One wonders whether it is the perceived lack of demand for coffee in restaurants, or the perceived impossibility of being served outstanding coffee in these settings, that keeps coffee service in restaurants down. However, Amanda notes that several restaurants are doing admirable things with coffee, including Danny Meyer’s Union Square Hospitality Group. Specifically citing the restaurants Marta and Maialino, Amanda warmly regards Marta’s back-of-house coffee service, with drinks run by servers, as well as Maialino’s dedicated baristas stations. USHG’s investment earlier this year in Joe Coffee, a longstanding New York roaster, showcases the restaurant group’s attention to pushing coffee’s boundaries within the context of food service and restaurant service.

An example of a menu combining spirits and coffee, designed for brunch service. Photo courtesy of Amanda Whitt.

At the same time, there are scenarios where coffee finds new life in bars or restaurants to create something so much greater than the sum of the two parts. Amor y Amargo, known for its selection of bitter liquors and spirits, served as the ideal venue for Amanda to experiment and introduce coffee as more than the traditionally bitter generic flavor profile or otherwise ignored ingredient in cocktails.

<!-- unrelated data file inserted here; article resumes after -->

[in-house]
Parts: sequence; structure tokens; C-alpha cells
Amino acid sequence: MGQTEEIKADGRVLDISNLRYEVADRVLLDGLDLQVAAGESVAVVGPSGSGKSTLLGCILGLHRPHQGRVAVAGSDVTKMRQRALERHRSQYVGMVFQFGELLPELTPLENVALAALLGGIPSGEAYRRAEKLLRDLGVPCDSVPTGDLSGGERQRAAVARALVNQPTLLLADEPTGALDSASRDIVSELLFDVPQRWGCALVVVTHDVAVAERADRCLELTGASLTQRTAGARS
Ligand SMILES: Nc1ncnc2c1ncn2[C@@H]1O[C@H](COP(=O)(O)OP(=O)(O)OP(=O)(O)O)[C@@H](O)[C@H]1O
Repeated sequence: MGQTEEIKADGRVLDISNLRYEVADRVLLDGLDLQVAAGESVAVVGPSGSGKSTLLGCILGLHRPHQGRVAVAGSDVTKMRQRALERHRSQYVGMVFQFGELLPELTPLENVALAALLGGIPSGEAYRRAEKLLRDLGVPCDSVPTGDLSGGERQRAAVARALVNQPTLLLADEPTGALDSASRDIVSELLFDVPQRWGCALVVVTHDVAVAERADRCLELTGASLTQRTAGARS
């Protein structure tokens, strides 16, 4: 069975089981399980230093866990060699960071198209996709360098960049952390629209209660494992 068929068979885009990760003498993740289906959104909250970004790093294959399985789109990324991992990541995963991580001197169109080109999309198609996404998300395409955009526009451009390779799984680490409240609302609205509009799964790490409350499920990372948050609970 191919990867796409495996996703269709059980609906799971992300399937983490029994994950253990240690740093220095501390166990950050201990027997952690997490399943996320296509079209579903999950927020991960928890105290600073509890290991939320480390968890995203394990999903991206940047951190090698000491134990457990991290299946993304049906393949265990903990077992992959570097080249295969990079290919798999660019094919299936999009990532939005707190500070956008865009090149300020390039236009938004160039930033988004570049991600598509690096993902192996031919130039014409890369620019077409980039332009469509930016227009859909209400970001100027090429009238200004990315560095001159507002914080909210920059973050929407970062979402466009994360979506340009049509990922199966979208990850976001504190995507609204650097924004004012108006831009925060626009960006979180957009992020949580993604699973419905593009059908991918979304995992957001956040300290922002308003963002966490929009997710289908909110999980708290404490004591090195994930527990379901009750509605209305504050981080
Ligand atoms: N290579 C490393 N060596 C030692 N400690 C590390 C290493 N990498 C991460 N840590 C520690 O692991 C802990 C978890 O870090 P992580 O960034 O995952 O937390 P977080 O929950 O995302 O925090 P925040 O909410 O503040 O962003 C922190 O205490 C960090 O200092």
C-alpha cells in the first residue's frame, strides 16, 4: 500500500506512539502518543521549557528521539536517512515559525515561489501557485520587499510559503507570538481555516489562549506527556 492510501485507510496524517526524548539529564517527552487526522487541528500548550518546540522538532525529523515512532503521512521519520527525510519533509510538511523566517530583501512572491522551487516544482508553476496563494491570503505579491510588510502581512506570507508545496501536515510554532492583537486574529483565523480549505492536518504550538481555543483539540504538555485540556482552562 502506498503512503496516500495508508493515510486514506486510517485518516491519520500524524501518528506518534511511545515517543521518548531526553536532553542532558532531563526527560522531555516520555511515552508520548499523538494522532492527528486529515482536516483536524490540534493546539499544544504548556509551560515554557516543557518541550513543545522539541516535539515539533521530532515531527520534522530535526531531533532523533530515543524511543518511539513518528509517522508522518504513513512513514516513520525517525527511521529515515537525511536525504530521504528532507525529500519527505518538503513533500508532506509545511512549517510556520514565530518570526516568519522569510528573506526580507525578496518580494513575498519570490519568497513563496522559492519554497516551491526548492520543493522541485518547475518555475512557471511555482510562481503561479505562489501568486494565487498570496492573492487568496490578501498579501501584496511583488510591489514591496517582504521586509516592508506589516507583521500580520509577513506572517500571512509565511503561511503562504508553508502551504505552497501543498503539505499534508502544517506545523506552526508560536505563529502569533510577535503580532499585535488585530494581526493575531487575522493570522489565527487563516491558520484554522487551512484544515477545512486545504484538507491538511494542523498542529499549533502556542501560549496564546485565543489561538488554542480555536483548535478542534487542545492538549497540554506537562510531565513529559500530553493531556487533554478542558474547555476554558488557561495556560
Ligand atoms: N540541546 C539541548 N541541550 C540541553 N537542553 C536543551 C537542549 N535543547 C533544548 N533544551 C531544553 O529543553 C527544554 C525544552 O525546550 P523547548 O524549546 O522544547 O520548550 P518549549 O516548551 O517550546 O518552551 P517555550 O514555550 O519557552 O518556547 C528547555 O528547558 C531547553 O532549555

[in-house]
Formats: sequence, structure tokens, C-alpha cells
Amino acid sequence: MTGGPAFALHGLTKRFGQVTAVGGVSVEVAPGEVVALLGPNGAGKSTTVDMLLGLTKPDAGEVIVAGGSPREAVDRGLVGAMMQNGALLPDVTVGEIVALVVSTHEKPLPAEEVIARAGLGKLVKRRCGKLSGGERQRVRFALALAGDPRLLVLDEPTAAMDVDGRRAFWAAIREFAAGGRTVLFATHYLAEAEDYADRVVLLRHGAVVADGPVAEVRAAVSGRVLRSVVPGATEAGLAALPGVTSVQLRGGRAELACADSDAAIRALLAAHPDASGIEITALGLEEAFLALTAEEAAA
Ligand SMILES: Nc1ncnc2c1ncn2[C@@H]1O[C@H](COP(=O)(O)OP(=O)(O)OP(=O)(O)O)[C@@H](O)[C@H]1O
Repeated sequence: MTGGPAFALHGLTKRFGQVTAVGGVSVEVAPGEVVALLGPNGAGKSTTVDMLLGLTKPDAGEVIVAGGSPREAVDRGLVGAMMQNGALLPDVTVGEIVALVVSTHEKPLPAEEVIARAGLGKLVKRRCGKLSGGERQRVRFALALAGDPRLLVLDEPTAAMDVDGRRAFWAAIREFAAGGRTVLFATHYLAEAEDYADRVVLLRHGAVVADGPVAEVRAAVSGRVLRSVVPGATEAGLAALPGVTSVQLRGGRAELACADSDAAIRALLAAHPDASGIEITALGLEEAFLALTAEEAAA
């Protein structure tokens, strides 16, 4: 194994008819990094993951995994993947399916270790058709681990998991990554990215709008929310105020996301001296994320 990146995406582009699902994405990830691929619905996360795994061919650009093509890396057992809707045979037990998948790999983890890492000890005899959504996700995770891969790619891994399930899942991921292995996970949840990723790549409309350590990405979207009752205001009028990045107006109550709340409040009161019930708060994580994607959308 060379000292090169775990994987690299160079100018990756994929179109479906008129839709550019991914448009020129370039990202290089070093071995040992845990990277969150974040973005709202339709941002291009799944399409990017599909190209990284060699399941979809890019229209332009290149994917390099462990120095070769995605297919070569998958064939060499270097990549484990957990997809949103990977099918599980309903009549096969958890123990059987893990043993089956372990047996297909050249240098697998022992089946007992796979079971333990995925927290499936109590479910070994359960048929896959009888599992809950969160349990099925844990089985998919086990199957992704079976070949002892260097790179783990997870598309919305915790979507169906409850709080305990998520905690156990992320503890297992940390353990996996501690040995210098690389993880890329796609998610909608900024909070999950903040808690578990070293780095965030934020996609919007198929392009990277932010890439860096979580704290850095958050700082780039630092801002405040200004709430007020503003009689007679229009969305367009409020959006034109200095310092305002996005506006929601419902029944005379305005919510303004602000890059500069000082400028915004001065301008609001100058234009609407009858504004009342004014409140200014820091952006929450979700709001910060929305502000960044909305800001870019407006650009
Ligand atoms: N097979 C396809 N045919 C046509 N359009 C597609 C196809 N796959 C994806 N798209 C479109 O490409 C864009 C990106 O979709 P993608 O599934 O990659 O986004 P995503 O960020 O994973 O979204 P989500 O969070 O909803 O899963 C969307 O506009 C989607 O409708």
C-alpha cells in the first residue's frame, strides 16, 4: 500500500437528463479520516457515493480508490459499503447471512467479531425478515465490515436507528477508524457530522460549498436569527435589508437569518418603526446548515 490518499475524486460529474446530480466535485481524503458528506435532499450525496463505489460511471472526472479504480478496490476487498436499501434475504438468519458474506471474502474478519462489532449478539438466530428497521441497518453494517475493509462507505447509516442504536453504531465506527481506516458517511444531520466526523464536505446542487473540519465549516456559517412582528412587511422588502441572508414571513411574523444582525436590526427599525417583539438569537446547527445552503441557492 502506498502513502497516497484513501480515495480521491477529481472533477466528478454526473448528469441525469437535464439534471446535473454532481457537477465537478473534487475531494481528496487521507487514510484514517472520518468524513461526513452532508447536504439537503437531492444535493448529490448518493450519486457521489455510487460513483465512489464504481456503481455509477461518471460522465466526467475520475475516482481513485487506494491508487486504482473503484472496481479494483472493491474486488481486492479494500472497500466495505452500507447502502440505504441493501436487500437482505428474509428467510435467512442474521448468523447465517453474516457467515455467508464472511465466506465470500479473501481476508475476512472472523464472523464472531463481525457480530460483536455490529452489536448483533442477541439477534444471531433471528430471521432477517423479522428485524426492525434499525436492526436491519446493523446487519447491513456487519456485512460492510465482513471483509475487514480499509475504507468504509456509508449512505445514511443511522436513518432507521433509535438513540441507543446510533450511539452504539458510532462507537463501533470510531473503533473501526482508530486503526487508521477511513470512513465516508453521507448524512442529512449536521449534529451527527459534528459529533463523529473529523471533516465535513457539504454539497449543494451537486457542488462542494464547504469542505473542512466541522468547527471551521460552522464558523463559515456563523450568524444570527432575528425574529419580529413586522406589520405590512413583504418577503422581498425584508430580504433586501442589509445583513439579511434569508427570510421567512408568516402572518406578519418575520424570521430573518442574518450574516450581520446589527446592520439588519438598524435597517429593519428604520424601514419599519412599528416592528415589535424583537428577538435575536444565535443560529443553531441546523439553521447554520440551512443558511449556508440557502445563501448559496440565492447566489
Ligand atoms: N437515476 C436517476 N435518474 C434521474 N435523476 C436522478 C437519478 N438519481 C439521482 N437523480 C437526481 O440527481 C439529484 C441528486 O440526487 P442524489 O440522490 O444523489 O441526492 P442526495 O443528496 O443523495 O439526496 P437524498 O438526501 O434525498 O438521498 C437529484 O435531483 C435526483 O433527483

Amanda notes with excitement the variety of flavor that coffee—which she most commonly prepares in this setting via a flash-brew pourover—has to pair with alcohol, including aquavit and coffees from Yirgacheffe, Ethiopia, washed Central American coffees and pineapple, and sweet vermouth and iced coffee. “Coffee is fun to teach to bartenders because they think of it as one tool, and baristas know that there is this entire world of flavors to play with,” she says. “It’s amazing.”

Amanda encourages bartenders to look at coffee as a multi-faceted tool that can provide myriad flavor experiences. A coffee from Ethiopia, for example, will pair differently with various spirits than a coffee from Guatemala. Photo courtesy of Amanda Whitt.

Amanda’s time with Atla saw her being able to once again draw on the infrastructure and resources offered by a full kitchen and a restaurant, from simply being able to use the kitchen to prepare house-made dairy alternatives to creating coffee cocktails like a mezcal Irish coffee riff. Quick to mention the importance of good coffee before attempting to merge the two, Amanda says, “In order to have great coffee turned into great coffee cocktails, we need to have great coffee where the tools and skilled bartenders are, and that part is proving a challenge.” Perhaps reminded of her time helping Everyman barista competitors Sam Lewontin and Corey Reilly-Davis, Amanda adds, “Baristas can come up with amazing coffee cocktails as well, but they will simply be shaped differently.”